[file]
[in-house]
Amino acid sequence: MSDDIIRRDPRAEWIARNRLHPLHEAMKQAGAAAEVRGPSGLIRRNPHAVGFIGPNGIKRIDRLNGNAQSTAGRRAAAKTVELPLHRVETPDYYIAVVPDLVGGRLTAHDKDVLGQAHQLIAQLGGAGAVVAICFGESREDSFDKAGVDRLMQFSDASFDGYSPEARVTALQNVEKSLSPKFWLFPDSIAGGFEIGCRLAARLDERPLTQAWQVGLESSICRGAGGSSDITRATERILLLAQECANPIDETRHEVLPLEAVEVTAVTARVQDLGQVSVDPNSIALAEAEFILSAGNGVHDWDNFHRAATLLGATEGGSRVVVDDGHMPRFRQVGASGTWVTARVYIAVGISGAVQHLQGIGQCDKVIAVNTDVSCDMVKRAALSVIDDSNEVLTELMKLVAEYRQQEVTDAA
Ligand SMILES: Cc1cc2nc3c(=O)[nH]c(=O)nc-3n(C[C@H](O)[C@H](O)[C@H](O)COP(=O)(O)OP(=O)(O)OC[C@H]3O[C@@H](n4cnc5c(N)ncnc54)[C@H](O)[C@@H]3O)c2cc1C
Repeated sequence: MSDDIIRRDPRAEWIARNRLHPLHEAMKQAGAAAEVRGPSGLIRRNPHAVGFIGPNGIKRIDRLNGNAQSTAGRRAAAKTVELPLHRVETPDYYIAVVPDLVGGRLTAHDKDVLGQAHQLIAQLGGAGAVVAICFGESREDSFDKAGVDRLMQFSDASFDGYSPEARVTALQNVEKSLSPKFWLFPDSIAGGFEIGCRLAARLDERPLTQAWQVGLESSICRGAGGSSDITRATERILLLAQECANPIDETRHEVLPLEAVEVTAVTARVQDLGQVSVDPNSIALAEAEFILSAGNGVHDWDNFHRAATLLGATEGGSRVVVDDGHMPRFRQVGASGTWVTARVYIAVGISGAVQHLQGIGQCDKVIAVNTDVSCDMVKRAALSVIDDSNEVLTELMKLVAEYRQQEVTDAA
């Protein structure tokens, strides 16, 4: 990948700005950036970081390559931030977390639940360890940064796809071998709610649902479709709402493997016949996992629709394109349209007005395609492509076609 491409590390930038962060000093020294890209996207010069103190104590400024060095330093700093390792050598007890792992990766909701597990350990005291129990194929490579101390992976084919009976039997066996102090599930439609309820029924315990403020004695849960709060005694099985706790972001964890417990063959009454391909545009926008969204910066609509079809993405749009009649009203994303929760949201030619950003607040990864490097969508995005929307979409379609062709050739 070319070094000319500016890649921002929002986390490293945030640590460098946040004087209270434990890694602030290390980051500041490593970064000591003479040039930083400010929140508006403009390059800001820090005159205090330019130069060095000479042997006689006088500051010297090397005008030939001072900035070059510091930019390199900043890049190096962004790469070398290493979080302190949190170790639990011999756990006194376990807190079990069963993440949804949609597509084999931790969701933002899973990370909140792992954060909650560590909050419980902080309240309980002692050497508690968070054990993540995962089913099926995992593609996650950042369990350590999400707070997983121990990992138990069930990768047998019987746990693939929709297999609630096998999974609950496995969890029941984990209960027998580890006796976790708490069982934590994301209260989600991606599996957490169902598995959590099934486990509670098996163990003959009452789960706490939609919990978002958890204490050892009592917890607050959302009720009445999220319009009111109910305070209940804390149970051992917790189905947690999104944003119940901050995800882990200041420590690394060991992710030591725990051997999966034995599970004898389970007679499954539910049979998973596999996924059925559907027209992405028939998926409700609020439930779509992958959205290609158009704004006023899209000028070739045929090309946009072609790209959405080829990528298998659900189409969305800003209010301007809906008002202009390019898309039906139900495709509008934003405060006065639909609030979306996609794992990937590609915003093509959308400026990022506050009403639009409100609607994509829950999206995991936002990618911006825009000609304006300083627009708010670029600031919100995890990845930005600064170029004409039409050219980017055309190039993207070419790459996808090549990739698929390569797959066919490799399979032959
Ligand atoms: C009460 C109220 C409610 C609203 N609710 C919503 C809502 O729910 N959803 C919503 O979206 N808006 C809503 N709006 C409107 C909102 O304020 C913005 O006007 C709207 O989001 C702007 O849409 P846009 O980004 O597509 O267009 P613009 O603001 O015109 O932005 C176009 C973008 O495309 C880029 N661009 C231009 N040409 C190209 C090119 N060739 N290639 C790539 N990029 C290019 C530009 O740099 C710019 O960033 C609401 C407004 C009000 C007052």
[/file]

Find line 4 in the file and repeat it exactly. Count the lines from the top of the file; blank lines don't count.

Repeated sequence: MSDDIIRRDPRAEWIARNRLHPLHEAMKQAGAAAEVRGPSGLIRRNPHAVGFIGPNGIKRIDRLNGNAQSTAGRRAAAKTVELPLHRVETPDYYIAVVPDLVGGRLTAHDKDVLGQAHQLIAQLGGAGAVVAICFGESREDSFDKAGVDRLMQFSDASFDGYSPEARVTALQNVEKSLSPKFWLFPDSIAGGFEIGCRLAARLDERPLTQAWQVGLESSICRGAGGSSDITRATERILLLAQECANPIDETRHEVLPLEAVEVTAVTARVQDLGQVSVDPNSIALAEAEFILSAGNGVHDWDNFHRAATLLGATEGGSRVVVDDGHMPRFRQVGASGTWVTARVYIAVGISGAVQHLQGIGQCDKVIAVNTDVSCDMVKRAALSVIDDSNEVLTELMKLVAEYRQQEVTDAA